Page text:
Home > Left to Envy (Adele Sharp #6)(8)

Left to Envy (Adele Sharp #6)(8)
Author: Blake Pierce

Sometimes, boundaries were set for a good reason. And in John’s estimation, that reason was often an invitation for him to cross it.

The case of the copycat killer was up to him. It had originally been assigned to Agent Paige, but he’d begged, pleaded, and bribed. After nearly three eighteen-hour days of Paige’s paperwork, and a series of promises to Foucault he’d be on his best behavior, he’d been assigned the case.

He shivered, remembering the crime scene in the dingy park, beneath the malfunctioning safety light. The young woman had been tortured to death, and such images were hard to dislodge from one’s memory. Which was why he was here.

For a moment, John stood on the threshold, holding the handle but not turning it. The metal was cold beneath his fingertips.

Some boundaries couldn’t be uncrossed. He knew more about the case than most of the local authorities. Adele had let him in on her own findings.

And yet, the trail was going cold. He hadn’t managed to come up with anything new.

“Which is why I’m here,” he said, speaking to the door. Perhaps by hearing the words it would ease his conscience to what he was about to do.

He dabbed at a tooth with the tip of his tongue and then pushed open the door, stepping into Adele Sharp’s apartment in Paris.

As he did, he quickly closed the door behind him. The moment it clicked shut, he breathed a slow sigh of relief. Invading the apartment of his colleague and friend wouldn’t bear up under witness speculation.

Adele had shared with him things she’d known about the case. Things even the locals didn’t have. Things that weren’t even in the case files. But now, a week had passed since the copycat killer had attacked, and there were no leads. But John wasn’t one to be held back by setbacks. If anyone had something hidden away, it would be Adele.

The tall Frenchman scratched at the scar beneath his chin, moving slowly through the apartment. The floorboards creaked beneath his feet, reminding him of the age of the building. One of the older apartment complexes in Paris. There was a neat row of dishes in a dry rack by the sink. He spotted a cereal bowl, yet to be cleaned, resting in one of the basins. Beside the fridge, the microwave, and the oven, the kitchen was relatively sparse, displaying only a single cupboard for dishes.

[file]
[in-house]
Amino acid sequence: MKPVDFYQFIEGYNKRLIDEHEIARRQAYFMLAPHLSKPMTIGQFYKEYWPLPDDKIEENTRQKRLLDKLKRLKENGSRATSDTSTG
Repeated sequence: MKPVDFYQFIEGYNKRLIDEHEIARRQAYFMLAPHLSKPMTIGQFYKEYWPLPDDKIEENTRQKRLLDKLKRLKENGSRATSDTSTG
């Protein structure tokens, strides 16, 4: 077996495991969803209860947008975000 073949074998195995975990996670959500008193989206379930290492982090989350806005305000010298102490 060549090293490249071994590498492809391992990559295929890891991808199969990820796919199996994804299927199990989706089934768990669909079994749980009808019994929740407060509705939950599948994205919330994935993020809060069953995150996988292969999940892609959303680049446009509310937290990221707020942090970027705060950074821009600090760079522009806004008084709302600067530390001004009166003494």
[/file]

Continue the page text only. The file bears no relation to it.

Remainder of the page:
Adele was often the sort to pack light. It allowed her to move at a moment’s notice.

He wrinkled his brow at this thought. Adele was her own woman. She could make up her mind about what she wanted to do with her life. She’d been very clear the last time they’d spoken. She wanted some space.

He moved further into the apartment, glancing at the furniture in the living room just off the kitchen. Also small and sparse. This was not a home for entertaining guests. There wasn’t even a TV. He moved down the hall, heading past the bathroom and toward the single bedroom.

The door was slightly ajar, and his hand hovered.

John wasn’t familiar with guilt. It wasn’t an emotion that cropped up that much in his life. So it took him a moment to realize the source of the needles in his stomach.

If Adele ever found out, she wouldn’t be happy. But then again, she had already distanced herself. He had thought things were changing between them. He remembered their kiss, the night spent in the motel after news about Robert. Then again, maybe she had just been emotional.

But he also remembered the time at Robert’s swimming pool, the attempted kiss in the parking lot outside the hospital. Then again, if they really were so close, how come he had never been here before? Her apartment wasn’t exactly what he had imagined. But it wasn’t far. Neat, sparse, lacking most modes of human entertainment or comfort. He had seen soldiers with similar arrays, even after returning from duty. Sometimes training was hard to forget.